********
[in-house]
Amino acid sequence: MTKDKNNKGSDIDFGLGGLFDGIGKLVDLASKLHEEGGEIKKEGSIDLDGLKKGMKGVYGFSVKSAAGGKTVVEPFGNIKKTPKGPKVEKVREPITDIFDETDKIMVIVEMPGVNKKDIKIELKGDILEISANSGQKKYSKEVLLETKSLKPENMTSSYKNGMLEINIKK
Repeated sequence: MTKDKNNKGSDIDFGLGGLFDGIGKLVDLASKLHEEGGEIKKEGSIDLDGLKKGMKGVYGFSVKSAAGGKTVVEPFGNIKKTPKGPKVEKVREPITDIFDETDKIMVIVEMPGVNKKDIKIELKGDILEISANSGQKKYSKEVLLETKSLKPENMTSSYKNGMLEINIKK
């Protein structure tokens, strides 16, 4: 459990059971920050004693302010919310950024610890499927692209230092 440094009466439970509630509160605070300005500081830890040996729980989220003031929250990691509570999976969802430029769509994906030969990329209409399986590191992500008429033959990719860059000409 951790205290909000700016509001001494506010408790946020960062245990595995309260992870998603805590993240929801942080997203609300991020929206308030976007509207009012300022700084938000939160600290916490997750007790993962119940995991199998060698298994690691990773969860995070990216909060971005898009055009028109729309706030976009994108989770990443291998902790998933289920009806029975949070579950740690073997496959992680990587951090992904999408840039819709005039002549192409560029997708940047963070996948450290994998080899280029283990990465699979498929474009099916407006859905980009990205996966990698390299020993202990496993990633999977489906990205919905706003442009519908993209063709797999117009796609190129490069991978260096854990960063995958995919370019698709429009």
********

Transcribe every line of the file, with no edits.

[in-house]
Amino acid sequence: MTKDKNNKGSDIDFGLGGLFDGIGKLVDLASKLHEEGGEIKKEGSIDLDGLKKGMKGVYGFSVKSAAGGKTVVEPFGNIKKTPKGPKVEKVREPITDIFDETDKIMVIVEMPGVNKKDIKIELKGDILEISANSGQKKYSKEVLLETKSLKPENMTSSYKNGMLEINIKK
Repeated sequence: MTKDKNNKGSDIDFGLGGLFDGIGKLVDLASKLHEEGGEIKKEGSIDLDGLKKGMKGVYGFSVKSAAGGKTVVEPFGNIKKTPKGPKVEKVREPITDIFDETDKIMVIVEMPGVNKKDIKIELKGDILEISANSGQKKYSKEVLLETKSLKPENMTSSYKNGMLEINIKK
């Protein structure tokens, strides 16, 4: 459990059971920050004693302010919310950024610890499927692209230092 440094009466439970509630509160605070300005500081830890040996729980989220003031929250990691509570999976969802430029769509994906030969990329209409399986590191992500008429033959990719860059000409 951790205290909000700016509001001494506010408790946020960062245990595995309260992870998603805590993240929801942080997203609300991020929206308030976007509207009012300022700084938000939160600290916490997750007790993962119940995991199998060698298994690691990773969860995070990216909060971005898009055009028109729309706030976009994108989770990443291998902790998933289920009806029975949070579950740690073997496959992680990587951090992904999408840039819709005039002549192409560029997708940047963070996948450290994998080899280029283990990465699979498929474009099916407006859905980009990205996966990698390299020993202990496993990633999977489906990205919905706003442009519908993209063709797999117009796609190129490069991978260096854990960063995958995919370019698709429009």